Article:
In Brooklyn, a 17-year-old girl just testified against the man accused of sexually assaulting her. On the surface, this case is sadly too familiar: she and her accused rapist are both members of a strict right wing sect of ultra-Orthodox Judaism, known as the Satmar Hasidim.
Extreme groups exist in every religion, and Judaism is no exception. However, the Satmar Hasidim are a fringe group within a fringe group. Though they are ultra-Orthodox Jews (meaning that they keep kosher, observe the Sabbath, and follow all the other rules), they differ from other super-religious Jews in that they don’t support the nation of Israel. Like other ultra-Orthodox Jews (this isn’t really a thing in the more liberal branches of Judaism), they keep strict gender segregation, sending boys and girls to different schools that teach different subjects and keeping men and women separated in synagogue. But the rape case currently happening in Brooklyn could blow the roof of the place. Keep reading »
I went to Hebrew school for three years, and every single second of it was unequivocally lame. I was, of course, really terribly behaved, because that’s the family legacy. (My dad was ejected from the same establishment for riding a bike through the halls 30+ years earlier.) But maybe if I had Rabbi Yael Buechler as a teacher, I would have retained more from the experience than the Shabbat Candle Lighting prayer and a latent love of coconut macaroons. The 26-year-old Jewish day school teacher captured media attention last year for her unorthodox religious teaching methods. Read: manicures. Buechler started the Midrash Manicures (referring to “the deep textual interpretation of the Bible, with every word examined for meaning”) club at Solomon Schechter School of Westchester, where she teaches sixth, seventh, and eighth grade girls how to paint their nails in designs inspired by weekly Torah portions. Keep reading »
I’m not the most devout Jew. Obviously, if I were, I’d be sitting in temple right now listening to the rabbi blow a shofar until I was half-deaf. But instead, I’m here reflecting on what I’ll need to ask forgiveness for. I figure, at least attempting to self-reflect, whether I do it in a house of worship or not, is enough to keep me cool with God. Or at least to keep me cool with myself, which I personally find more important.
Rosh Hashanah, the Jewish new year, is a supposed to be a day of judgement, where you stand before God and yourself and allow an honest assessment of how you’ve behaved in the previous year to take place. From now until Yom Kippur (which falls about 10 days after Rosh Hashanah), all Jews are meant to engage in a process of repentance for the sins of the previous year. That’s just a little light Judaism lesson for you. My thought is that you don’t need to be Jewish, or a religious Jew, or believe in the concept of sin (I don’t), to take some time to reflect on your year. After the jump, what I’m atoning for. Keep reading »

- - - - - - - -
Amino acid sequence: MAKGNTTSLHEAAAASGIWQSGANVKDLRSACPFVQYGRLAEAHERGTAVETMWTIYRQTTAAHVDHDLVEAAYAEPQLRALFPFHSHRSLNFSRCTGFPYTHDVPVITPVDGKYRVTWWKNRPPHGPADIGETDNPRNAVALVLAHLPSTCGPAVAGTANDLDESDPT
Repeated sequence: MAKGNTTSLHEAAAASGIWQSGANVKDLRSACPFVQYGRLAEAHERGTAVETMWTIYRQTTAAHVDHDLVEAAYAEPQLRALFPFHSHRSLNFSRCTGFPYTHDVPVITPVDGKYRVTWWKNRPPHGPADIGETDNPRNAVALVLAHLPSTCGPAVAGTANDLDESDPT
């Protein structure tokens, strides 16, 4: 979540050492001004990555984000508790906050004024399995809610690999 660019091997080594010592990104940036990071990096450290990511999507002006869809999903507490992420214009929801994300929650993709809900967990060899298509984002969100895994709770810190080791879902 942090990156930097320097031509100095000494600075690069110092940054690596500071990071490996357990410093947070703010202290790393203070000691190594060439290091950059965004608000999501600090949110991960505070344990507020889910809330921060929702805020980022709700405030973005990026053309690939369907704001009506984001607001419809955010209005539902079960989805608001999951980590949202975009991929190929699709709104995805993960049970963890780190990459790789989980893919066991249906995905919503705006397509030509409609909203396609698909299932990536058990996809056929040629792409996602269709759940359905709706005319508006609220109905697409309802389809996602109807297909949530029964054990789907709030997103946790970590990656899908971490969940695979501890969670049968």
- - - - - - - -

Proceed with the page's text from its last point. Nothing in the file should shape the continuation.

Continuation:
Living in New York City means getting used to street harassment. In the past few years, my name has been Baby, Sexy, Bitch, and Hey You, Why Don’t You Smile? I’ve learned when to give the finger and when to hide. My friend Jen Dziura, a life coaching columnist, advises women that the best way to counter street harassment is to walk calmly up to the whistler or catcaller in question and politely let him know that he needs to learn how to speak to women in a respectful way.
It’s because of her that I finally said something to the Hasidic men who harass me in my neighborhood. Keep reading »
In my mid-twenties, I came out as a lesbian. But the hardest part wasn’t even coming out: it was realizing my wedding would be different and therefore I was different. It took me a few years to come to terms with the fact that my wedding wouldn’t have a groom or any of the other stuff that goes along with heterosexual weddings.
A few months ago, my girlfriend of three years proposed. A couple of weeks after we got engaged, Chriss told me she was thinking about converting to Judaism. So as we started planning our wedding, we began attending synagogue together and Chriss enrolled in an Introduction to Judaism class. When we became full-fledged members of our synagogue and reserved the chapel for our wedding it dawned on me: I have no idea what a lesbian Jewish wedding would look like. Keep reading »